Instagram is making changes that could relate to censorship claims. The social network has confirmed to the Financial Times that it is changing its algorithm so that re-released posts in stories are treated as the originals after Palestinians accused the company of censoring content. A Facebook spokesperson told Engadget that there was no intentional censorship and that the optimization was in response to general issues with the reach of re-released content, not just Palestinian material.
The number of re-released positions has continued to increase, which has “greater impact than expected” on their reach, the spokesman said. The representative added that it was not what people were hoping for and it was “not a good experience”.
Instagram still wanted to focus more on originals, the Facebook spokesman said, but it would “look for other ways” to highlight them, such as creative tools.
This change will not allay all concerns about alleged censorship. Users said Facebook tagged posts with words like “martyrs” and “resistance” because they allegedly incited violence despite harmless content, and even removed posts about the Al-Aqsa Mosque (where clashes occurred), after being wrongly linked to the similar one. named coalition of extremists. The FT found that “up to 50” Facebook employees had frequently drawn attention to possible suppression of pro-Palestinian material, including over 80 appeals for content to be removed automatically.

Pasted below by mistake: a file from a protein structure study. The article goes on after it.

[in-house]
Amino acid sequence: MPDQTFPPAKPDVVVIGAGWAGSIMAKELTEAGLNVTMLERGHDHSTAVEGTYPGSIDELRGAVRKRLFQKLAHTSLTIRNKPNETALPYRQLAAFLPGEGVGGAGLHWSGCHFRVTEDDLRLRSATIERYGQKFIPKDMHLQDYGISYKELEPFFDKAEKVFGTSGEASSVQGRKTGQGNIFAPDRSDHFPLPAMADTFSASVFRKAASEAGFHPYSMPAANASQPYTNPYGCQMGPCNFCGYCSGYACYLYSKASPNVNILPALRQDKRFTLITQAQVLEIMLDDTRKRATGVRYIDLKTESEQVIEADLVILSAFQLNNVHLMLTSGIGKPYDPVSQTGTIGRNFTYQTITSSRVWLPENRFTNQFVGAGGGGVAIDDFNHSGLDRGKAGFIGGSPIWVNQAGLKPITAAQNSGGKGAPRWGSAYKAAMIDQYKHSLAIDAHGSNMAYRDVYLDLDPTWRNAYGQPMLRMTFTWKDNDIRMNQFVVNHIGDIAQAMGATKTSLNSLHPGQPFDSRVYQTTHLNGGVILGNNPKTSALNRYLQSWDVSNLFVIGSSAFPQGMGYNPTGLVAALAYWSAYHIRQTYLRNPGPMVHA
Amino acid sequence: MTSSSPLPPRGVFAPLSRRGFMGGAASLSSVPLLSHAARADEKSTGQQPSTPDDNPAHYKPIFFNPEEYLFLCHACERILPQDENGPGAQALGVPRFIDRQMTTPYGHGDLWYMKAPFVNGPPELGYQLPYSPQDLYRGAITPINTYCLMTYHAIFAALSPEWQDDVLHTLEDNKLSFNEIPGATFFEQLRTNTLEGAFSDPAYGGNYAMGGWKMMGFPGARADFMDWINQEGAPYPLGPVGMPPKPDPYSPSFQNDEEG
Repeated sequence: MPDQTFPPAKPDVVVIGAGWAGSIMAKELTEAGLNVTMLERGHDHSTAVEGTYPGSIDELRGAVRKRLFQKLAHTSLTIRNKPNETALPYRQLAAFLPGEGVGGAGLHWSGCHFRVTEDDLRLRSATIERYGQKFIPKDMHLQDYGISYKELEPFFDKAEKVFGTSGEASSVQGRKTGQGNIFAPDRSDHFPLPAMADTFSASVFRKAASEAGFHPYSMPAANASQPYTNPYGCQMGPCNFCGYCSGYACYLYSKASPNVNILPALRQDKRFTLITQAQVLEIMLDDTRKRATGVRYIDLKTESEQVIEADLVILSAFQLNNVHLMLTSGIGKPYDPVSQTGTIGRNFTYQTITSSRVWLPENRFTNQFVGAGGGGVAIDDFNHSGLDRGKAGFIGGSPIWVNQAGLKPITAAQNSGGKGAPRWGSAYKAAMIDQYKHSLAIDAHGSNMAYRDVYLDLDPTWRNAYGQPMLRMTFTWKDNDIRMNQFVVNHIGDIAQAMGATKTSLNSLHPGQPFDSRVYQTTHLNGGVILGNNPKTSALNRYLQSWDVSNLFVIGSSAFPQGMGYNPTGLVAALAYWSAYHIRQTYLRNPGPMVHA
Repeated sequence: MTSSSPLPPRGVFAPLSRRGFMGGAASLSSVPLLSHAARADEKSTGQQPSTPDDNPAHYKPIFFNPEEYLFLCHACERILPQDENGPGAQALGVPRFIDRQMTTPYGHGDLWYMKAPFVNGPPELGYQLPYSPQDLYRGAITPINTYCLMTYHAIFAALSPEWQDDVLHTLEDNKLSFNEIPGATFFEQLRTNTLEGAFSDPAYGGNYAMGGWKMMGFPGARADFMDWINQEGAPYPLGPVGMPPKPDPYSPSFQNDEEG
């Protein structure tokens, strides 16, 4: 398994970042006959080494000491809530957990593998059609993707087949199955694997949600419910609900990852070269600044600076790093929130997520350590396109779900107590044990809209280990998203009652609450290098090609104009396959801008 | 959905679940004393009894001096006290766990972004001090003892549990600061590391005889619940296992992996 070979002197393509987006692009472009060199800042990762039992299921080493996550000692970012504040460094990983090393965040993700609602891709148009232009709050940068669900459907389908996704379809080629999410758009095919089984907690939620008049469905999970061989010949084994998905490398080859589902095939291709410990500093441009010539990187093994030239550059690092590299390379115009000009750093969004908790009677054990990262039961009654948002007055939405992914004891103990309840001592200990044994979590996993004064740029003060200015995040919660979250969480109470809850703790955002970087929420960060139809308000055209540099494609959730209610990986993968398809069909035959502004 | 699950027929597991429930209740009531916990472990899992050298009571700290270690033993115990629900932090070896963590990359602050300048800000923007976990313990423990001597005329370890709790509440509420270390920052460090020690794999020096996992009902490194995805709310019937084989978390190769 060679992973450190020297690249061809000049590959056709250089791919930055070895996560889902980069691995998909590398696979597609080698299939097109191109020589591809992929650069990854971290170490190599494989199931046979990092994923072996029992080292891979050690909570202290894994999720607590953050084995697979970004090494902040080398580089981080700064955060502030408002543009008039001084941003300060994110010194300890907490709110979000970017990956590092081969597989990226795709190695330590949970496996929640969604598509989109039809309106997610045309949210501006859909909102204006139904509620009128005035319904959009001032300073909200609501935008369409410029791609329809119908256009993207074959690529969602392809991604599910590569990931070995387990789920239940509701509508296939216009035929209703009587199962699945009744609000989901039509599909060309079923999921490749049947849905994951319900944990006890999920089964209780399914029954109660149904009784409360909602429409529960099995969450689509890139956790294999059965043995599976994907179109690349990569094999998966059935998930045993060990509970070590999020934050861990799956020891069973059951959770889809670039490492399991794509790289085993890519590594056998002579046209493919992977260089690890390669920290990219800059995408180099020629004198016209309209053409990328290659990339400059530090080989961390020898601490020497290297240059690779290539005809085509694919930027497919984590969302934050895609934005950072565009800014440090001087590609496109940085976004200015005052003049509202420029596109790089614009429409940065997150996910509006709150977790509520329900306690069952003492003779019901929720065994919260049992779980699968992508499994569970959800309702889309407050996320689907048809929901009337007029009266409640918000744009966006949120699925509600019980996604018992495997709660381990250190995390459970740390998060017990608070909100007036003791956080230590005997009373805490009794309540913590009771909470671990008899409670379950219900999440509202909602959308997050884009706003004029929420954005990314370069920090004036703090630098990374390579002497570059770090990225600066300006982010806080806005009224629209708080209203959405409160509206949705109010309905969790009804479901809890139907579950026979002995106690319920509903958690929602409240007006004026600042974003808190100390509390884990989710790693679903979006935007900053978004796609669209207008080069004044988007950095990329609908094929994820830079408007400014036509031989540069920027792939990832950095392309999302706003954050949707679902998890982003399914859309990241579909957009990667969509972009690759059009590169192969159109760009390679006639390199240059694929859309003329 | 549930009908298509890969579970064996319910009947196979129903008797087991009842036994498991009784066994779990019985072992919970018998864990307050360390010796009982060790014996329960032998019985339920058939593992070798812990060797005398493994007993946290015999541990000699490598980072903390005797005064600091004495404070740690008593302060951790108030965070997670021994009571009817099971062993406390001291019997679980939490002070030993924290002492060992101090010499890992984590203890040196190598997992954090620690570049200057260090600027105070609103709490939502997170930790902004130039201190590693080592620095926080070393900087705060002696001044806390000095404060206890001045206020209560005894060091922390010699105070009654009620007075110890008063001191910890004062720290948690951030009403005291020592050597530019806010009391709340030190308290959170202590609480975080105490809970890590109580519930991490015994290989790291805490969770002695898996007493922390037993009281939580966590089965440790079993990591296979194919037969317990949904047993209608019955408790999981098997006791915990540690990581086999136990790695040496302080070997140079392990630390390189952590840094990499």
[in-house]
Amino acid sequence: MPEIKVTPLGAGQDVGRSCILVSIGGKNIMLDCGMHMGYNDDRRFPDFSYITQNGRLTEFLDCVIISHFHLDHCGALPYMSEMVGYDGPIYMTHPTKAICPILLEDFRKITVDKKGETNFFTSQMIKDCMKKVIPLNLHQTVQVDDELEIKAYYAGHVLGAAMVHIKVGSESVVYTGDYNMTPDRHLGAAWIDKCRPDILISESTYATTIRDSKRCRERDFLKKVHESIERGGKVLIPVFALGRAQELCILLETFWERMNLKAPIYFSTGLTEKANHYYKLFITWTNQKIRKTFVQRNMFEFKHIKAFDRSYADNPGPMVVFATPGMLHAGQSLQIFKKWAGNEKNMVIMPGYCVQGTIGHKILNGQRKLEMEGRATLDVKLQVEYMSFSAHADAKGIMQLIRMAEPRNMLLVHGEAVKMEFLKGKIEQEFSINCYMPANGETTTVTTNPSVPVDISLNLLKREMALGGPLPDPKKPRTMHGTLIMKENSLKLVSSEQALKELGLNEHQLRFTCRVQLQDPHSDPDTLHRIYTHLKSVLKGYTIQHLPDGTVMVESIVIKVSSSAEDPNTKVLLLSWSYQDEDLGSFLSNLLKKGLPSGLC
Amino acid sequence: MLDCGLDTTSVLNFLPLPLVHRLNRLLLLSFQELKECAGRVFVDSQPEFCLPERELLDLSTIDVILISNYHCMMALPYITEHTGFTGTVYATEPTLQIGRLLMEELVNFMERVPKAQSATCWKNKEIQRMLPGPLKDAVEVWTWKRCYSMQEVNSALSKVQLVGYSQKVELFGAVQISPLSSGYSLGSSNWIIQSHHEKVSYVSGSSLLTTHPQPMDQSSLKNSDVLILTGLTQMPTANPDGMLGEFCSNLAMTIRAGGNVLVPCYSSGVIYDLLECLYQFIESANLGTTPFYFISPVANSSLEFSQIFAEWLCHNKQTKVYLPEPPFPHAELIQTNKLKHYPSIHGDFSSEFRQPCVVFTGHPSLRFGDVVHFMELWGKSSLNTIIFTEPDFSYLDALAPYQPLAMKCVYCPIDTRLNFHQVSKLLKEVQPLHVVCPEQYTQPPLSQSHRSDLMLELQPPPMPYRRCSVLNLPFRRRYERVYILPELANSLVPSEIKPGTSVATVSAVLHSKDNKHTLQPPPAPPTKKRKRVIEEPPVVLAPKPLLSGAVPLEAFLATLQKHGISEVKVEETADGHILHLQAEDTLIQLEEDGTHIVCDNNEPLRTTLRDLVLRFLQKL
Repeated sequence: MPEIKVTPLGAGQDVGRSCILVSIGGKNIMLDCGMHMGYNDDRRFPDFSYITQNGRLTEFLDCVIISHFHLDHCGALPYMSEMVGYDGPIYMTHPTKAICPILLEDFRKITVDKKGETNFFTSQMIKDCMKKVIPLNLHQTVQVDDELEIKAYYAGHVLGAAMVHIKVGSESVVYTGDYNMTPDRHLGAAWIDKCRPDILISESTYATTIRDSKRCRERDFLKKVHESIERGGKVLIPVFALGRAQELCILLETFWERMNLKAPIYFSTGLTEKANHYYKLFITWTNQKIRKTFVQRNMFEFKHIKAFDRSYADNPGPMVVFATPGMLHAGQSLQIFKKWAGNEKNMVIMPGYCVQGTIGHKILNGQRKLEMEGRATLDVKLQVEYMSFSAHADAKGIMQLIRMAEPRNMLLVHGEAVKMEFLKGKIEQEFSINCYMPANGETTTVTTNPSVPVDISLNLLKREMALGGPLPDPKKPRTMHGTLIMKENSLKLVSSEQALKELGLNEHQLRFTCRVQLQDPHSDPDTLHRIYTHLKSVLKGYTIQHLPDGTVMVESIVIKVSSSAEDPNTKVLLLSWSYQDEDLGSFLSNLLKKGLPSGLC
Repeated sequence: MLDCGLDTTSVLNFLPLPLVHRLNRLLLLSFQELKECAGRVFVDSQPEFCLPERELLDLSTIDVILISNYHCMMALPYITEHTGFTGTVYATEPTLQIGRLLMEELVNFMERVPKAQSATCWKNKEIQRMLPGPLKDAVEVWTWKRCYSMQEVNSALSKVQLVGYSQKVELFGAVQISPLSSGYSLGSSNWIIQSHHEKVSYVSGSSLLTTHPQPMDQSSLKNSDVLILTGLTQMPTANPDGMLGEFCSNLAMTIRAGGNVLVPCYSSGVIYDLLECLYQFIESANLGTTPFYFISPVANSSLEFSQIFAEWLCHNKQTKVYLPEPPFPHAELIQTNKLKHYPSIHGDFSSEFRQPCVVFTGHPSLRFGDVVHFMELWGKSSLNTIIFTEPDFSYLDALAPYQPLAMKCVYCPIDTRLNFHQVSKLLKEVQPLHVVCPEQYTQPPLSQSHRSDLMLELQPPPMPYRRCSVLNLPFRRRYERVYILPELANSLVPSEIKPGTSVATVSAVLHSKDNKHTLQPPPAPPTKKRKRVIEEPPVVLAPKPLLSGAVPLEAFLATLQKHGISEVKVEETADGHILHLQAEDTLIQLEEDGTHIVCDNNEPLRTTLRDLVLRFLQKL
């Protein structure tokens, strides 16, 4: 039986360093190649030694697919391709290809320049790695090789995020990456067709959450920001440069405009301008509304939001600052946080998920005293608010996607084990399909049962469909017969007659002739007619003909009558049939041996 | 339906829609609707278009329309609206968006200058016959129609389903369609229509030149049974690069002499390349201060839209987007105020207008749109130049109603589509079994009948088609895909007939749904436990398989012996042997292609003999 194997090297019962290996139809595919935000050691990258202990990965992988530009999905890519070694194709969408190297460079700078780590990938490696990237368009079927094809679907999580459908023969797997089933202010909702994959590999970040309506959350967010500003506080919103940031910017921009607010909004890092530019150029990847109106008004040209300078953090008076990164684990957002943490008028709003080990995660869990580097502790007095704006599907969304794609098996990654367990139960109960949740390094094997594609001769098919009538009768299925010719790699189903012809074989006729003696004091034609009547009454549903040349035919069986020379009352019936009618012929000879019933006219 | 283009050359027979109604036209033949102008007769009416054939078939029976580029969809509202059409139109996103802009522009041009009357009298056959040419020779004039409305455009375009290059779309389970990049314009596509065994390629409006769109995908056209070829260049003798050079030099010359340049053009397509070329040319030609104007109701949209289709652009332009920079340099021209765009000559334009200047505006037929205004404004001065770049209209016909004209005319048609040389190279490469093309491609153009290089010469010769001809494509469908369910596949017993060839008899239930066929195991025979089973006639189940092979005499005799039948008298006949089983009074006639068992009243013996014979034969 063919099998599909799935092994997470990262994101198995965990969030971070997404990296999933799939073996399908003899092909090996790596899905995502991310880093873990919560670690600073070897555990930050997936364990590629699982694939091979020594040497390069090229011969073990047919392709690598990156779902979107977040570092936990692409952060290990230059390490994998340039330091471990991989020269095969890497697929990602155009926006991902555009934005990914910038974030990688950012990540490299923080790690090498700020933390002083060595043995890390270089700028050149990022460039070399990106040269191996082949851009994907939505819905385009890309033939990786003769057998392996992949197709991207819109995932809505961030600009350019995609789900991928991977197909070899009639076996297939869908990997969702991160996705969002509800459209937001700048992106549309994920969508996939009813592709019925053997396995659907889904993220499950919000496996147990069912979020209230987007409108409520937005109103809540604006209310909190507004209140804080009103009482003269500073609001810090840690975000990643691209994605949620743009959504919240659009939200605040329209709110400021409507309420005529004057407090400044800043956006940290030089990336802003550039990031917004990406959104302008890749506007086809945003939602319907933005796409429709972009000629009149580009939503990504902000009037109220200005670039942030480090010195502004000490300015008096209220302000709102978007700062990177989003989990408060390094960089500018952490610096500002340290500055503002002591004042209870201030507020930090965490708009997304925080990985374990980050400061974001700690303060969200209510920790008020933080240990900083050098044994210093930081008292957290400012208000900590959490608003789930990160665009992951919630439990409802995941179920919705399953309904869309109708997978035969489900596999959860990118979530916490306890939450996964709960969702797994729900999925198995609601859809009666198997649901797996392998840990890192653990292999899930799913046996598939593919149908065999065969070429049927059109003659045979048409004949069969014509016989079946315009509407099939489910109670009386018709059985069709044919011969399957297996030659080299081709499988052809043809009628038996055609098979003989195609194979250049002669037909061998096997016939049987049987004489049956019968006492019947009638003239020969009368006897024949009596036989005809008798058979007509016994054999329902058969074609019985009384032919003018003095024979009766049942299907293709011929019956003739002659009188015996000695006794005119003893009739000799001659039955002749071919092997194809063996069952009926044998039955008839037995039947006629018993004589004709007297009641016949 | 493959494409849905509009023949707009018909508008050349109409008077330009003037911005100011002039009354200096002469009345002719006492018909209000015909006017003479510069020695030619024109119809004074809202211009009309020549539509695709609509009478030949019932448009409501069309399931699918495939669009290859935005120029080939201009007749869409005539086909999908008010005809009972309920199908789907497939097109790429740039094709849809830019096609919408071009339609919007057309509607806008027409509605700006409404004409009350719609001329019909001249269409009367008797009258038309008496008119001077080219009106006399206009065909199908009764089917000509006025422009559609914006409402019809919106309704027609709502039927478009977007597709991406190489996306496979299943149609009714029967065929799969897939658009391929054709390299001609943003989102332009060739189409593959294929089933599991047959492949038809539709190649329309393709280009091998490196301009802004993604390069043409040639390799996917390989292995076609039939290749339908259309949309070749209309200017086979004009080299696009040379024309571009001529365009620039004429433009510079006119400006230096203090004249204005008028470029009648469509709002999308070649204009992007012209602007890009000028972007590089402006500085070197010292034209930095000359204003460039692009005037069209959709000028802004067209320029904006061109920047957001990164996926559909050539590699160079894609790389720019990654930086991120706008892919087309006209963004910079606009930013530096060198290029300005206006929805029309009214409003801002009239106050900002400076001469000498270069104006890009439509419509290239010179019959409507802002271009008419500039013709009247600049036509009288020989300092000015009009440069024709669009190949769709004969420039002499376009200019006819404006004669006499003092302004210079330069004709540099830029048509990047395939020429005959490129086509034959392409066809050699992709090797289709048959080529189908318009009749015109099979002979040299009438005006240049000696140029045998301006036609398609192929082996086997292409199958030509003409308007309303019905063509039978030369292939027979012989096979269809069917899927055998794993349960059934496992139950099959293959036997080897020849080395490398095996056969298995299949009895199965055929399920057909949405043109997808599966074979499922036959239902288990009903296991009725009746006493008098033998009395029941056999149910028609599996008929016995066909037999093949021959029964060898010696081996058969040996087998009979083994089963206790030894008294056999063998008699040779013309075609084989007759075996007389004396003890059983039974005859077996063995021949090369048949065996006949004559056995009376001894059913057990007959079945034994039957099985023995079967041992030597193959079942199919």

The move could still have a significant impact on the types of stories you see on Instagram. You may be more likely to see content for hot button topics. This may be problematic when people are spreading misinformation (WhatsApp has battled this problem for years), but Facebook is clearly betting that equal rankings will ultimately help more people.
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